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Maryland’s tradition of national leadership in commemorating the events of the War of 1812 extends back to September 14, 1814, the date to which the Society of the War of 1812 in the State of Maryland traces its origins. On September 12, 1815, the cornerstone for the Battle Monument- the nation’s first war memorial and the first monument in America to celebrate the common soldier-- was laid.

In rapid succession, the City of Baltimore commissioned Rembrandt Peale to paint portraits of the heroes of the Battle of Baltimore (1816), such as Joshua Barney. The First Mechanical Volunteers, 5th Regiment, Maryland Militia, erected a monument to mortally wounded sharpshooter Aquila Randall at North Point (1817).

In 1827, the same year that President John Quincy Adams visited these monuments and dubbed Baltimore the “Monumental City,” portions of Hampstead Hill were donated to the City of Baltimore by William Patterson as a public walk, becoming Baltimore’s [Maryland’s?] first public park. Battle Acre was dedicated as a memorial park in 1839, making it Baltimore County’s oldest public park. Annual convenings and pilgrimages of the defenders continued long into the 19th century. Similarly, Maryland’s Defenders’ Day holiday, September 12, was marked with commemoration from the first anniversary, and although the intensity of its observance has waxed and waned through the years, it remains a legal holiday in Maryland, although it was discontinued as a distinct paid holiday for State employees in 1996.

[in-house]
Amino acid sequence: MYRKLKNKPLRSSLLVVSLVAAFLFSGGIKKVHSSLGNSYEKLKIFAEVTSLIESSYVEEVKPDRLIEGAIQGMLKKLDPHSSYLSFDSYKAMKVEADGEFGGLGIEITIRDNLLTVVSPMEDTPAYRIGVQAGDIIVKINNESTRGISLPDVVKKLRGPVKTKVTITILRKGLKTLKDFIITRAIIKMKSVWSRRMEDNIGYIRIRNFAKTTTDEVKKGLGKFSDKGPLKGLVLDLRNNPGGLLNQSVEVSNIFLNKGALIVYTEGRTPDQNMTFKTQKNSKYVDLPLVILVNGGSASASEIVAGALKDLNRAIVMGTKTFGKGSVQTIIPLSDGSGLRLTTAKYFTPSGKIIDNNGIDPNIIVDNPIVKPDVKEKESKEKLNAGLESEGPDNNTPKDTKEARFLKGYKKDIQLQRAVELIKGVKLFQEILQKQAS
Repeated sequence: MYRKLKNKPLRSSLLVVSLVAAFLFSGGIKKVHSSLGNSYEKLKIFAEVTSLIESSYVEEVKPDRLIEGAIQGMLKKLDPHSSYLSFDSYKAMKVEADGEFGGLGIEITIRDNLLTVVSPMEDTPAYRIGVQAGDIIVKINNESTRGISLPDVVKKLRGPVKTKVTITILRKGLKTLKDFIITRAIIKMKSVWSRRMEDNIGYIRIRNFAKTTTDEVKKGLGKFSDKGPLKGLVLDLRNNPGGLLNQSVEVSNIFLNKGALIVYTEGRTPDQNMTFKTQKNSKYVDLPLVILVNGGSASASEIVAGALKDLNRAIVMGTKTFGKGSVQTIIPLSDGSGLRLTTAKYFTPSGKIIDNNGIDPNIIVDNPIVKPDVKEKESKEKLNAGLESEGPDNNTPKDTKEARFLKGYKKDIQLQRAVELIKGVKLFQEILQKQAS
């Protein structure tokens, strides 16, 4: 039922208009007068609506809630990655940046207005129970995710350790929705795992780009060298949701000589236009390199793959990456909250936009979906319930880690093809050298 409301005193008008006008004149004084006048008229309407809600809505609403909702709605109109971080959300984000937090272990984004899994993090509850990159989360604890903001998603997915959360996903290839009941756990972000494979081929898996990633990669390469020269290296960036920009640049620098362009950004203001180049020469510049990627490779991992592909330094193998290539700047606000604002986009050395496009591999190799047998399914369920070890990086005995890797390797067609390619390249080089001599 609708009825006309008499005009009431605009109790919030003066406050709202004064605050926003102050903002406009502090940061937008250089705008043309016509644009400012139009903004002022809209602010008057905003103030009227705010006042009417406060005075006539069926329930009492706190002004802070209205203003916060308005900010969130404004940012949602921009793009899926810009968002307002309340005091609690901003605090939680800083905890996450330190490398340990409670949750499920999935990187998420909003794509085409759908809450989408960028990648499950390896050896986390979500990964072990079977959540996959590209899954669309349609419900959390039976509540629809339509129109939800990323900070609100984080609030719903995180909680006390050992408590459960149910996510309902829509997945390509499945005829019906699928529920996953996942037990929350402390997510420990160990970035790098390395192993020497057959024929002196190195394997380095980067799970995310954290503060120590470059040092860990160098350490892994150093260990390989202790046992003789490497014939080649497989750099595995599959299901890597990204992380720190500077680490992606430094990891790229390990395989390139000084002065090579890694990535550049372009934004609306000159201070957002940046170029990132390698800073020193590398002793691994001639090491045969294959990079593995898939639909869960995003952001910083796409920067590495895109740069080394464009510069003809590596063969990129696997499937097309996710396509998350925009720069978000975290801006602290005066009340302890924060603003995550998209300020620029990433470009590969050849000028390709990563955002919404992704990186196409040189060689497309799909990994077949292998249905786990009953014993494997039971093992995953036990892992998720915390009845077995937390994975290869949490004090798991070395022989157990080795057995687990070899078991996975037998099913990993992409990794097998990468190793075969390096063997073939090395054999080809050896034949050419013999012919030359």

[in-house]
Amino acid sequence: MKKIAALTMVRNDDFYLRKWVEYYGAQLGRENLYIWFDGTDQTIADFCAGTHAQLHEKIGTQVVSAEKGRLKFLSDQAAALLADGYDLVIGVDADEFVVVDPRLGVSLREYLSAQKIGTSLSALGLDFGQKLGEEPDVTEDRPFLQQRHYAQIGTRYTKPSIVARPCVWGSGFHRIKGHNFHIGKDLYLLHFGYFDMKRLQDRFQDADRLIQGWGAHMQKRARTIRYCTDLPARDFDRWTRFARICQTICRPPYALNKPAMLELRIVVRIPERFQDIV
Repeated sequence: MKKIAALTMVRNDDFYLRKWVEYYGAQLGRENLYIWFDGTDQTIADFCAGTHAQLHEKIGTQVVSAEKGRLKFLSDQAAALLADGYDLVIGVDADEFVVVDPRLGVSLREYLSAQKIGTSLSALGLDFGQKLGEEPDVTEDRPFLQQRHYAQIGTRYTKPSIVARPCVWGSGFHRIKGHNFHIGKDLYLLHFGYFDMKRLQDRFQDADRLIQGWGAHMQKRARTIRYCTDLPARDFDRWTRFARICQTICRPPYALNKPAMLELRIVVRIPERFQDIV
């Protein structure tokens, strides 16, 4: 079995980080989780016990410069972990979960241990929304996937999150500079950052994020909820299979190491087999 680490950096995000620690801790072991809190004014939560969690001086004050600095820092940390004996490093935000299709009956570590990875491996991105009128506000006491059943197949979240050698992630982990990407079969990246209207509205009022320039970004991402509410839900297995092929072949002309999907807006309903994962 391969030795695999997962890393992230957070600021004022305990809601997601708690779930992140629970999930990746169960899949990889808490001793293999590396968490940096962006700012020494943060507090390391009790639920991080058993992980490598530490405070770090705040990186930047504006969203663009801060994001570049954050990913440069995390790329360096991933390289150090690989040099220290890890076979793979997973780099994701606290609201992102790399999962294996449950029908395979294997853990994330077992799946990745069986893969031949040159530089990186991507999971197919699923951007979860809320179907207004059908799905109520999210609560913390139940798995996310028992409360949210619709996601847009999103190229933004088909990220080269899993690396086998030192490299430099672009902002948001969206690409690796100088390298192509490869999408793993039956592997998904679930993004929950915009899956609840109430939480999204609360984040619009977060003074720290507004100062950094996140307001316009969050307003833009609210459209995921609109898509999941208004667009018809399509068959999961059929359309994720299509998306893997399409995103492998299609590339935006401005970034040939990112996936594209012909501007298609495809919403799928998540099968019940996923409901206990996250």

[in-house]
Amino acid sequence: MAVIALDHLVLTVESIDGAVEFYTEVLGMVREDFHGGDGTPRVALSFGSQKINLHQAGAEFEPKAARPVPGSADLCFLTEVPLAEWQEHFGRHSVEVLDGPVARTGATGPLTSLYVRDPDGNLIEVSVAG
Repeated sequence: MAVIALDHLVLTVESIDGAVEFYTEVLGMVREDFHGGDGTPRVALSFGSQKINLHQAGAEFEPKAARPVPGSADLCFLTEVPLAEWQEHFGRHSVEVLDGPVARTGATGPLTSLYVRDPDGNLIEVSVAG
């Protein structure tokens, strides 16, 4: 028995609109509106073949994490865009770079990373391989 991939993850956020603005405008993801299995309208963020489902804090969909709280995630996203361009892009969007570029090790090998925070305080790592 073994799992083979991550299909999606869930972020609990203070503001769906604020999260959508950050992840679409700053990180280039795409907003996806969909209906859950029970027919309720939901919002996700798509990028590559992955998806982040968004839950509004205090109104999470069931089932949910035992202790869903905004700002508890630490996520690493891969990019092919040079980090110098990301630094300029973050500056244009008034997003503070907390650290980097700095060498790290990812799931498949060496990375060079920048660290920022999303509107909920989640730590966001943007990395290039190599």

Many communities in the United States, as well as Canada, significantly raised the commemorative bar during centennial period of 1912 to 1914. Magnificent monuments were erected in many communities.

But it was Maryland and Baltimore which hosted the weeklong National Star-Spangled Banner Centennial celebration, from September 6 to 13, 1914. The incredible investment made in the celebration is chronicled in the National Star-Spangled Banner Centennial: Official Programme and The Story of Baltimore, published by the Commission in 1914.